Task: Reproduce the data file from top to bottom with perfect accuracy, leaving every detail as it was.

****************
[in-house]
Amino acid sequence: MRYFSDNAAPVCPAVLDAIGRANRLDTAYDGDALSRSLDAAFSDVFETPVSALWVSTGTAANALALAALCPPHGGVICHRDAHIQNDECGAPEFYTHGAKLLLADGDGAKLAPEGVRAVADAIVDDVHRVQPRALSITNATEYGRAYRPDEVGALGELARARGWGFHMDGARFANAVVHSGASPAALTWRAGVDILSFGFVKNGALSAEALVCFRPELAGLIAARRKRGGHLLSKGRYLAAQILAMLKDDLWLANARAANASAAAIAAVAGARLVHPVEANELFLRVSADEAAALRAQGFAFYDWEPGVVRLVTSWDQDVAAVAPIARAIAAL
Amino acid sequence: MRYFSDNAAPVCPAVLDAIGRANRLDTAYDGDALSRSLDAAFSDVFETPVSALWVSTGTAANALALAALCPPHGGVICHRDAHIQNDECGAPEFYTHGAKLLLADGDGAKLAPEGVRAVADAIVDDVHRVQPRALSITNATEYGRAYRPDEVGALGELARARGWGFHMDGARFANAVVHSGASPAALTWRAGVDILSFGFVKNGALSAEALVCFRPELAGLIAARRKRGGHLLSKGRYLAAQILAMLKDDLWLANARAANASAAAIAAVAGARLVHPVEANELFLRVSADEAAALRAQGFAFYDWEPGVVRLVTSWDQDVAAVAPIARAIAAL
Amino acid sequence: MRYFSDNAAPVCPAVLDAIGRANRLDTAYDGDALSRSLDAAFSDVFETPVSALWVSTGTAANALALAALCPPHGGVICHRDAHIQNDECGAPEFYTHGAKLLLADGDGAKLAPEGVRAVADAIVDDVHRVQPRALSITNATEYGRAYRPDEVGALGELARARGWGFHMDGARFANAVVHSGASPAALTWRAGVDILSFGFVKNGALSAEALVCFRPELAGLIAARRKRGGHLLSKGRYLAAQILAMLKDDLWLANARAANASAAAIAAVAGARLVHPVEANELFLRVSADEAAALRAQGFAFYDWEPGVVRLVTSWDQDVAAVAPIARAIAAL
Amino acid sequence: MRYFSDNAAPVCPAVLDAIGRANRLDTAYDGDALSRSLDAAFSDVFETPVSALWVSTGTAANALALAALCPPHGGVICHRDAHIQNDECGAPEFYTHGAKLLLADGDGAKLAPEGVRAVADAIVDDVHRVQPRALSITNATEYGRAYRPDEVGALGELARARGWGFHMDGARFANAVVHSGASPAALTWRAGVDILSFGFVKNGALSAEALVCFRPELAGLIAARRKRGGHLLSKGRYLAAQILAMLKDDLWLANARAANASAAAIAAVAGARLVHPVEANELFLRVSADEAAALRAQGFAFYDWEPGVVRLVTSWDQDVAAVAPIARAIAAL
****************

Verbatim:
[in-house]
Amino acid sequence: MRYFSDNAAPVCPAVLDAIGRANRLDTAYDGDALSRSLDAAFSDVFETPVSALWVSTGTAANALALAALCPPHGGVICHRDAHIQNDECGAPEFYTHGAKLLLADGDGAKLAPEGVRAVADAIVDDVHRVQPRALSITNATEYGRAYRPDEVGALGELARARGWGFHMDGARFANAVVHSGASPAALTWRAGVDILSFGFVKNGALSAEALVCFRPELAGLIAARRKRGGHLLSKGRYLAAQILAMLKDDLWLANARAANASAAAIAAVAGARLVHPVEANELFLRVSADEAAALRAQGFAFYDWEPGVVRLVTSWDQDVAAVAPIARAIAAL
Amino acid sequence: MRYFSDNAAPVCPAVLDAIGRANRLDTAYDGDALSRSLDAAFSDVFETPVSALWVSTGTAANALALAALCPPHGGVICHRDAHIQNDECGAPEFYTHGAKLLLADGDGAKLAPEGVRAVADAIVDDVHRVQPRALSITNATEYGRAYRPDEVGALGELARARGWGFHMDGARFANAVVHSGASPAALTWRAGVDILSFGFVKNGALSAEALVCFRPELAGLIAARRKRGGHLLSKGRYLAAQILAMLKDDLWLANARAANASAAAIAAVAGARLVHPVEANELFLRVSADEAAALRAQGFAFYDWEPGVVRLVTSWDQDVAAVAPIARAIAAL
Amino acid sequence: MRYFSDNAAPVCPAVLDAIGRANRLDTAYDGDALSRSLDAAFSDVFETPVSALWVSTGTAANALALAALCPPHGGVICHRDAHIQNDECGAPEFYTHGAKLLLADGDGAKLAPEGVRAVADAIVDDVHRVQPRALSITNATEYGRAYRPDEVGALGELARARGWGFHMDGARFANAVVHSGASPAALTWRAGVDILSFGFVKNGALSAEALVCFRPELAGLIAARRKRGGHLLSKGRYLAAQILAMLKDDLWLANARAANASAAAIAAVAGARLVHPVEANELFLRVSADEAAALRAQGFAFYDWEPGVVRLVTSWDQDVAAVAPIARAIAAL
Amino acid sequence: MRYFSDNAAPVCPAVLDAIGRANRLDTAYDGDALSRSLDAAFSDVFETPVSALWVSTGTAANALALAALCPPHGGVICHRDAHIQNDECGAPEFYTHGAKLLLADGDGAKLAPEGVRAVADAIVDDVHRVQPRALSITNATEYGRAYRPDEVGALGELARARGWGFHMDGARFANAVVHSGASPAALTWRAGVDILSFGFVKNGALSAEALVCFRPELAGLIAARRKRGGHLLSKGRYLAAQILAMLKDDLWLANARAANASAAAIAAVAGARLVHPVEANELFLRVSADEAAALRAQGFAFYDWEPGVVRLVTSWDQDVAAVAPIARAIAAL